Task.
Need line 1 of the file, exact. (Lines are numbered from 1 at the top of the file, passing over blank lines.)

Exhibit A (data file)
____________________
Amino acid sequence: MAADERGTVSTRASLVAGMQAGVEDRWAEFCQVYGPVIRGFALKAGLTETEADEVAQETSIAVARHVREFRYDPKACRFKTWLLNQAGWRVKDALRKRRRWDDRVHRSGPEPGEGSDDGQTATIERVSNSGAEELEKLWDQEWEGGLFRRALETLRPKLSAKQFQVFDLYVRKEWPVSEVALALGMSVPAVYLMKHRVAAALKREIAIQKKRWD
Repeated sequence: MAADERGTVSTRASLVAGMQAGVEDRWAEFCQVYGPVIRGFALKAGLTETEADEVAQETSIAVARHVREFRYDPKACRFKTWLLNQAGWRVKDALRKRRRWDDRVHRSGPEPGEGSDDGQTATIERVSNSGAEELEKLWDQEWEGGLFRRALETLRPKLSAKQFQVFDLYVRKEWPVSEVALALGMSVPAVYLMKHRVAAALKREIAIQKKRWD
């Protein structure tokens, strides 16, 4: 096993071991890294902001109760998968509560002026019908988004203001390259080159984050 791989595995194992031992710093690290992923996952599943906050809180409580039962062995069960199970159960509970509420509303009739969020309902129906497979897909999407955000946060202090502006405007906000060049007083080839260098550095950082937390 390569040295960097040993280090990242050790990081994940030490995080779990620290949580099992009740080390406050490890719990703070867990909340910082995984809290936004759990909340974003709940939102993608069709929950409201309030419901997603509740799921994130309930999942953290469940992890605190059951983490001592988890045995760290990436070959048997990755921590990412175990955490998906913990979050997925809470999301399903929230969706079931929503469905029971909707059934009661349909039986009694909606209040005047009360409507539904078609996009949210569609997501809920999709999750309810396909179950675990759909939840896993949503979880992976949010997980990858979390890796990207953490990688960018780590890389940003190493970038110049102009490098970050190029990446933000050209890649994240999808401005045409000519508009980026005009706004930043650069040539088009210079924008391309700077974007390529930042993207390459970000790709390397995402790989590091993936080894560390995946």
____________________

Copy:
Amino acid sequence: MAADERGTVSTRASLVAGMQAGVEDRWAEFCQVYGPVIRGFALKAGLTETEADEVAQETSIAVARHVREFRYDPKACRFKTWLLNQAGWRVKDALRKRRRWDDRVHRSGPEPGEGSDDGQTATIERVSNSGAEELEKLWDQEWEGGLFRRALETLRPKLSAKQFQVFDLYVRKEWPVSEVALALGMSVPAVYLMKHRVAAALKREIAIQKKRWD